This post originally appeared on MomAdvice.com.

We are still living in a time of peak television. But we’re also living in the summer of 2019. And that means stress of all sorts, including, possibly, the exhaustion that comes from the end of the school year madness being followed up by our kids being at home all the dang time. Tell me you know what I mean. And anyway, every season can be hard — and in those times, I am simply I’m too tired or anxious or overwhelmed to take on a new show — and instead crave the familiarity and comfort of old ones. I think that’s okay. I’ve written in defense of “comfort food TV” before, and I stand by that argument.

I must, because a couple months ago, I found myself rewatching New Girl from the beginning. And somehow, surprisingly, that simple choice has made me a little bit better as a wife and mom. It’s softened a few edges and helped me think and look on my people a little more warmly, with a little more grace. Weird, right?

In case you don’t know, New Girl is a half-hour sitcom starring Zooey Deschanel, and I vaguely recall loving it when it first came on in 2011. Somewhere along the way, though, I got a little bored or it got a little stale, and I stopped looking forward to new episodes. I watched out of loyalty and a mild curiosity about how the story would end. I didn’t even care one way or another when the show was renewed for a final season.

But all that changed when I started back at season one.

I’m not sure why, out of all the sitcoms on Netflix, I picked this one to rewatch — but it only took a few minutes to remember how much I’d once loved it.

As I binged one episode after another, I laughed out loud, often so hard I had tears streaming down my face. I found myself falling back in love with characters that had started to annoy or bore me, and I smiled at their most ridiculous antics with bemusement and affection. I cheered for their victories and ached at their disappointments. I couldn’t get enough of those crazy kids and was suddenly anxious for that final season to begin.

Maybe you’re wondering how on earth this delightful yet inconsequential experience could have anything to do with my life as a mom or wife. I get that. It seems like a stretch. But it’s not really. Not to me.

See, as I thought about how much my appreciation for this show was renewed by watching old seasons, I remembered a conversation I had with a friend several years ago. I was struggling with my oldest, whose behavior and sassy attitude were making it incredibly difficult to like her. OF COURSE I LOVED HER. But I think most moms know the feeling of loving our kids (or, ahem, our husbands) while not particularly liking or enjoying them much.

My friend listened with kindness and understanding — and then suggested I start each day by looking at my daughter’s baby pictures. She wondered if looking at photos of my daughter at her sweetest, most innocent, and most adorable might help me dig up some affection for her, even on the most challenging parenting days. We discussed how that act might just give me a likable anchor to hold onto when backtalk and disobedience threatened my patience once again.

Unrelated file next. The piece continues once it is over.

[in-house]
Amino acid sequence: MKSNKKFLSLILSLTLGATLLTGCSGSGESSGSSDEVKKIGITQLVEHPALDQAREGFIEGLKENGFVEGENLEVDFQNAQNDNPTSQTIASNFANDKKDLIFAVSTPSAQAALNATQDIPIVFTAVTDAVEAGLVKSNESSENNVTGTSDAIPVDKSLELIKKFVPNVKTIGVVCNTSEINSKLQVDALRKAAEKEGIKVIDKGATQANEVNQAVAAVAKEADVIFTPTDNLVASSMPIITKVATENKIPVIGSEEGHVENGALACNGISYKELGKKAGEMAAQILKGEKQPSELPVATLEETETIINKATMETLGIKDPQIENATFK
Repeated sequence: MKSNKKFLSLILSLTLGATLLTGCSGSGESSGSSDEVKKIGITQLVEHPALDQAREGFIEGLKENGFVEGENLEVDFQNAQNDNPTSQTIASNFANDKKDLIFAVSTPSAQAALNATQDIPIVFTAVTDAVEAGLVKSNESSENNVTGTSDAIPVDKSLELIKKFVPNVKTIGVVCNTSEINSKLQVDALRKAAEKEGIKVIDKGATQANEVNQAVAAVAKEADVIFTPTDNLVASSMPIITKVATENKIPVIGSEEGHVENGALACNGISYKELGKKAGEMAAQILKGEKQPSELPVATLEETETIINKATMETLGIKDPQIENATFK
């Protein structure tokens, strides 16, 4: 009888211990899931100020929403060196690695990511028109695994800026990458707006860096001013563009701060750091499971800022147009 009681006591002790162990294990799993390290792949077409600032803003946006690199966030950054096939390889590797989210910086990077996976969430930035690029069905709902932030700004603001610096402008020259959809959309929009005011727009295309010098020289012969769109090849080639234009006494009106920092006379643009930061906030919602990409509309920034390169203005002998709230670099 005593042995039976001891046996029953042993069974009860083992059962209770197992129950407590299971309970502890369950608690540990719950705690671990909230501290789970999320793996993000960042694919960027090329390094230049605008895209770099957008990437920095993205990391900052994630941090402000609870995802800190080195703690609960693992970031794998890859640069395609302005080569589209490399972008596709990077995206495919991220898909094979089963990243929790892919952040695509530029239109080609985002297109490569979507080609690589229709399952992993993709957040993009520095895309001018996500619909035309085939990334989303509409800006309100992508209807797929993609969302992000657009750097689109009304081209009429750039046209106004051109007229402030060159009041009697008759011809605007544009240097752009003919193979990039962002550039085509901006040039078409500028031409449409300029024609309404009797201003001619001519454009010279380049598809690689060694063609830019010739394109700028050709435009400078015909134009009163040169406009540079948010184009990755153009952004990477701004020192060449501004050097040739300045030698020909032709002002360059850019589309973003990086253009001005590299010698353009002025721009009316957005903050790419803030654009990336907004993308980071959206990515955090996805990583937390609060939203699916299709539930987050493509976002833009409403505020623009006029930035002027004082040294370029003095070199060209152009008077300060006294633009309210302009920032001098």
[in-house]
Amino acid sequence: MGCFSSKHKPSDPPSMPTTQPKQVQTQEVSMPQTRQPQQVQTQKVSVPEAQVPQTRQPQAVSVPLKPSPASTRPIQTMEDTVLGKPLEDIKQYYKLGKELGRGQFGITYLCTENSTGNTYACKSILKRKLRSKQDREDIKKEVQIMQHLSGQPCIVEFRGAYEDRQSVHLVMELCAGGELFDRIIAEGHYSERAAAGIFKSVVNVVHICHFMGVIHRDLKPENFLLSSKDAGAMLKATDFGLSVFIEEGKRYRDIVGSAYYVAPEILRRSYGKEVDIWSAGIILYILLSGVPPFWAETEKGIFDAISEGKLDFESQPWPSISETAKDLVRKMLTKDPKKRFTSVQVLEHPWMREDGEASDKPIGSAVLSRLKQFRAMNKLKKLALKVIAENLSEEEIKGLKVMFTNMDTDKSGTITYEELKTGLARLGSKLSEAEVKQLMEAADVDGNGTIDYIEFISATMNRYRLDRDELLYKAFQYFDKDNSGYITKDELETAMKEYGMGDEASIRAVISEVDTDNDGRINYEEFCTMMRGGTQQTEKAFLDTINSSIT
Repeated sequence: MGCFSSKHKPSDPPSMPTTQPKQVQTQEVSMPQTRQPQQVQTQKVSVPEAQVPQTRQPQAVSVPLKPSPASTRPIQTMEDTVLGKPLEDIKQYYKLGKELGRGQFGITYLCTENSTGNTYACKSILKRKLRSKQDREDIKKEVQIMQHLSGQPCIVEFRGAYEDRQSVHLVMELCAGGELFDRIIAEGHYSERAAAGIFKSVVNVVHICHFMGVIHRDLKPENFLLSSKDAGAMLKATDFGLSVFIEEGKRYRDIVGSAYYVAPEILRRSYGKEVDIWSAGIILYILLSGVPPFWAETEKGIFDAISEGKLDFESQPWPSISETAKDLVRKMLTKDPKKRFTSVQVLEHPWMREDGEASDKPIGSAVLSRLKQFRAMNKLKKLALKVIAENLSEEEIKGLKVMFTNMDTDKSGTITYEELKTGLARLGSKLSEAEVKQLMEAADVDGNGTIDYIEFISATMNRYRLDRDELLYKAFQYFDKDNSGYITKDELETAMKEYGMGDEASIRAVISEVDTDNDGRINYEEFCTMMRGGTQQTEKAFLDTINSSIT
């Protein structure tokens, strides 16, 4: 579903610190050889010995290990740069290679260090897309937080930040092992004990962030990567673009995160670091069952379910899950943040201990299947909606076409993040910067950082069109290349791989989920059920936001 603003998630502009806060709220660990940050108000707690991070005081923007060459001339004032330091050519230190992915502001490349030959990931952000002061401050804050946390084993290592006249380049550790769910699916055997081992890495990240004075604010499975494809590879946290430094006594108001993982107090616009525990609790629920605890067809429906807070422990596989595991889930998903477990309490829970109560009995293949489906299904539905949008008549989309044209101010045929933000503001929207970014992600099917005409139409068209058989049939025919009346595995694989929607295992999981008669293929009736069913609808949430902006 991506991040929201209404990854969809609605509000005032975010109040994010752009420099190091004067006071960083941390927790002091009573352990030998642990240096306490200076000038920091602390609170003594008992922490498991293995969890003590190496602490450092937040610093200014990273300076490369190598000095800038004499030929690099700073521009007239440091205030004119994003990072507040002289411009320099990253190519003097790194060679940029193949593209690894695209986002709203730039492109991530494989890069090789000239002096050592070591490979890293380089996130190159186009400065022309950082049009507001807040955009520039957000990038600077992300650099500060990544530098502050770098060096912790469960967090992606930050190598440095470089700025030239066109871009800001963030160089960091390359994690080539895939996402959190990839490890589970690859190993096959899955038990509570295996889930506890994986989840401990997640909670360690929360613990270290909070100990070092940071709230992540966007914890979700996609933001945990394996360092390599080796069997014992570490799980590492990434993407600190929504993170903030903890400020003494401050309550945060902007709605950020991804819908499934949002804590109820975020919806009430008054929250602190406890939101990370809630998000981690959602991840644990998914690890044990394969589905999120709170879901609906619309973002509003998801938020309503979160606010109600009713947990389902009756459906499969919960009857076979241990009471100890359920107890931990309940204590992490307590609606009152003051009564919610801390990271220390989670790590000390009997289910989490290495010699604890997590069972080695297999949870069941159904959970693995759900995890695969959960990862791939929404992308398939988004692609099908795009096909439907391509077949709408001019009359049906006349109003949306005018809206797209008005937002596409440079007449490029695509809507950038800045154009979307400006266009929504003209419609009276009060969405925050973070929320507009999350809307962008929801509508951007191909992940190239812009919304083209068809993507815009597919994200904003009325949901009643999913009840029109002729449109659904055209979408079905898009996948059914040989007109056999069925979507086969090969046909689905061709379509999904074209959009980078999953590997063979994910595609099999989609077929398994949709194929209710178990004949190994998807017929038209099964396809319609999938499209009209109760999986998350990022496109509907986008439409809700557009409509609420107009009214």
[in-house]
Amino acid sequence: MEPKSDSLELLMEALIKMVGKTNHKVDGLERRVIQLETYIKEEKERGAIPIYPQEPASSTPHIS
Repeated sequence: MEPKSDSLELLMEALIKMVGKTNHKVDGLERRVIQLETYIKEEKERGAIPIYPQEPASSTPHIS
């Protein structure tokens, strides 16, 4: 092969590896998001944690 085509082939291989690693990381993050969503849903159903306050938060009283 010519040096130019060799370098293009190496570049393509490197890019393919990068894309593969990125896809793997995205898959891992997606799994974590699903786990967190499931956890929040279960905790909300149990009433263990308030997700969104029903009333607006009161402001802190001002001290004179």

And you know what? It works.

No, looking at Facebook’s On This Day reminders doesn’t magically drown out my daughters’ tantrums or arguments, and flipping through scrapbooks doesn’t erase the memory of a call from her teacher or a messy room or a dinner declared, “disgusting.” But it does balance out the harder parts of parenting with the sweet ones. And it does fill up my heart and my mind with all the good things about my kids that get overlooked when we’re dealing with the hard stuff.

This strategy works for my marriage, too.

On days when I’m most frustrated or disappointed with my husband, taking a look at our wedding photos or a vacation album really does pull me back from the edge. It doesn’t move his shoes out of the middle of the floor or write a love note inside the belated anniversary card. It certainly doesn’t teach us to communicate better or force us to consider one another’s feelings more. But glancing at a moment of joy captured and framed (or scrapbooked) reminds me that this irritating man is the one I chose and the one I love — and that though everyday challenges feel like they’ll never end, we’ve been in sync and happy before (and will certainly get there again).

Rewatching a favorite show that I’ve lost interest in reminded me why I fell in love with the show and the characters all those years ago. It refreshed my affection for the characters, bringing back to mind all the times I’d been moved or inspired or simply entertained by them. I remembered how much the good times outweighed the bad ones, and my desire to spend more time with a new season grew with every relived memory.

Reminiscing about my favorite people, who just might drive me crazy at times, does the same thing. It takes me back to the early days of our relationship, when I basically looked like a heart-eyes emoji and only saw the good in him or her. It reminds me of all the amazing times we’ve had together. And it gives me a big picture perspective, interrupting my in-the-trenches belief that the [hard] way it is today is how it will always be. I’m reminded how happy we’ve been in the past and feel hopeful that we’ll feel that way again. I remember that I’m in this — parenting, marriage, even friendship — for the long haul, through the best seasons and the worst.

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